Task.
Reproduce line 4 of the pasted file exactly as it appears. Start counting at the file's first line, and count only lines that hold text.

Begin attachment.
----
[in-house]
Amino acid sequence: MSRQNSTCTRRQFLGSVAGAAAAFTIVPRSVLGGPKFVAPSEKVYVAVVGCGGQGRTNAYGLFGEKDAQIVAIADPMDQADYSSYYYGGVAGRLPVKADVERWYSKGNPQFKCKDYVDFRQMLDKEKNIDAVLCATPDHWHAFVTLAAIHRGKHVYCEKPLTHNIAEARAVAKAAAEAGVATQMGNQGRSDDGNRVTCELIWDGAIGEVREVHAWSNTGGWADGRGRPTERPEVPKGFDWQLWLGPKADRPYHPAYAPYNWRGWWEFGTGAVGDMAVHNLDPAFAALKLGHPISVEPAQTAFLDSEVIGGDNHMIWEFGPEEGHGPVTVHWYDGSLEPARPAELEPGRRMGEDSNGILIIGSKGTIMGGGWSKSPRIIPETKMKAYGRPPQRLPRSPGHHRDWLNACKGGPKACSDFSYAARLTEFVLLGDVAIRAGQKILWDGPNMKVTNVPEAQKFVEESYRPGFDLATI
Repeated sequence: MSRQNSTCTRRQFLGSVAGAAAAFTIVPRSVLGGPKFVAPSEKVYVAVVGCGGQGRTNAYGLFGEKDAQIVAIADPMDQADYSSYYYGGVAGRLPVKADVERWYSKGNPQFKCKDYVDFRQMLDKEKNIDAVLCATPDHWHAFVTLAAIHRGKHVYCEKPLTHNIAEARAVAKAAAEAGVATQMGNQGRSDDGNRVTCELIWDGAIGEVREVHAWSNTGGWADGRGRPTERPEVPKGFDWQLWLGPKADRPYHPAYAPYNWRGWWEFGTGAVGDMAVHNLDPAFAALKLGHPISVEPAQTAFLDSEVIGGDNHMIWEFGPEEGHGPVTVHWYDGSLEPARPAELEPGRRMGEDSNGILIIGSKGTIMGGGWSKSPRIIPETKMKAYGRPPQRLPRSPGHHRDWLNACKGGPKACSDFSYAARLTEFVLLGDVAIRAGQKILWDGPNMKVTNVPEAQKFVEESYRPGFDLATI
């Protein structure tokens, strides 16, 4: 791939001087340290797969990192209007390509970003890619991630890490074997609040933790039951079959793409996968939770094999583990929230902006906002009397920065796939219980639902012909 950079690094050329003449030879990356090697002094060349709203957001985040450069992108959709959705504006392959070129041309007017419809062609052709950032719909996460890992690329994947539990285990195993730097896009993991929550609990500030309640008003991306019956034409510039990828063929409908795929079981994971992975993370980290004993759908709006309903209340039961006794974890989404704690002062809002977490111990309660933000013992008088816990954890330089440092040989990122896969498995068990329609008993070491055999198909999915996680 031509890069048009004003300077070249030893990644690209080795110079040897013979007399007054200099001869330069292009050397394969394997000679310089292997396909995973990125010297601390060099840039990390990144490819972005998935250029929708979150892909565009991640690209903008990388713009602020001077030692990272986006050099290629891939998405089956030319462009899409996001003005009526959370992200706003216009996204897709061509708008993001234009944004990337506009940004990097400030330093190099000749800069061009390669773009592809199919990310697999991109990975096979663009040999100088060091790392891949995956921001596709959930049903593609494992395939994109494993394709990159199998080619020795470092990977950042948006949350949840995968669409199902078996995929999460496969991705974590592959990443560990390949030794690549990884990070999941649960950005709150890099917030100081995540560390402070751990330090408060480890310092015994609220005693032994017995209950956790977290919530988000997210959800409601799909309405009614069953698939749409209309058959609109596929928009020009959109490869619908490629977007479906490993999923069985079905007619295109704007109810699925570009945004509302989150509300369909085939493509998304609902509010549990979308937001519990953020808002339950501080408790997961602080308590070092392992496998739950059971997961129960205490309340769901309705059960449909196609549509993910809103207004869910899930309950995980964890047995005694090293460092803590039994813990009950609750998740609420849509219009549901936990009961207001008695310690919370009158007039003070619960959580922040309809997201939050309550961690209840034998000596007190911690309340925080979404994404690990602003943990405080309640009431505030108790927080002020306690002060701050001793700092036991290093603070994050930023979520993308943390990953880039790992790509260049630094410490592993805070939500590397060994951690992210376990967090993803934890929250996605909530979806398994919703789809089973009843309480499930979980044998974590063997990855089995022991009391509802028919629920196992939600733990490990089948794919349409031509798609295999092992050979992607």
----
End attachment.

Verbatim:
């Protein structure tokens, strides 16, 4: 791939001087340290797969990192209007390509970003890619991630890490074997609040933790039951079959793409996968939770094999583990929230902006906002009397920065796939219980639902012909 950079690094050329003449030879990356090697002094060349709203957001985040450069992108959709959705504006392959070129041309007017419809062609052709950032719909996460890992690329994947539990285990195993730097896009993991929550609990500030309640008003991306019956034409510039990828063929409908795929079981994971992975993370980290004993759908709006309903209340039961006794974890989404704690002062809002977490111990309660933000013992008088816990954890330089440092040989990122896969498995068990329609008993070491055999198909999915996680 031509890069048009004003300077070249030893990644690209080795110079040897013979007399007054200099001869330069292009050397394969394997000679310089292997396909995973990125010297601390060099840039990390990144490819972005998935250029929708979150892909565009991640690209903008990388713009602020001077030692990272986006050099290629891939998405089956030319462009899409996001003005009526959370992200706003216009996204897709061509708008993001234009944004990337506009940004990097400030330093190099000749800069061009390669773009592809199919990310697999991109990975096979663009040999100088060091790392891949995956921001596709959930049903593609494992395939994109494993394709990159199998080619020795470092990977950042948006949350949840995968669409199902078996995929999460496969991705974590592959990443560990390949030794690549990884990070999941649960950005709150890099917030100081995540560390402070751990330090408060480890310092015994609220005693032994017995209950956790977290919530988000997210959800409601799909309405009614069953698939749409209309058959609109596929928009020009959109490869619908490629977007479906490993999923069985079905007619295109704007109810699925570009945004509302989150509300369909085939493509998304609902509010549990979308937001519990953020808002339950501080408790997961602080308590070092392992496998739950059971997961129960205490309340769901309705059960449909196609549509993910809103207004869910899930309950995980964890047995005694090293460092803590039994813990009950609750998740609420849509219009549901936990009961207001008695310690919370009158007039003070619960959580922040309809997201939050309550961690209840034998000596007190911690309340925080979404994404690990602003943990405080309640009431505030108790927080002020306690002060701050001793700092036991290093603070994050930023979520993308943390990953880039790992790509260049630094410490592993805070939500590397060994951690992210376990967090993803934890929250996605909530979806398994919703789809089973009843309480499930979980044998974590063997990855089995022991009391509802028919629920196992939600733990490990089948794919349409031509798609295999092992050979992607």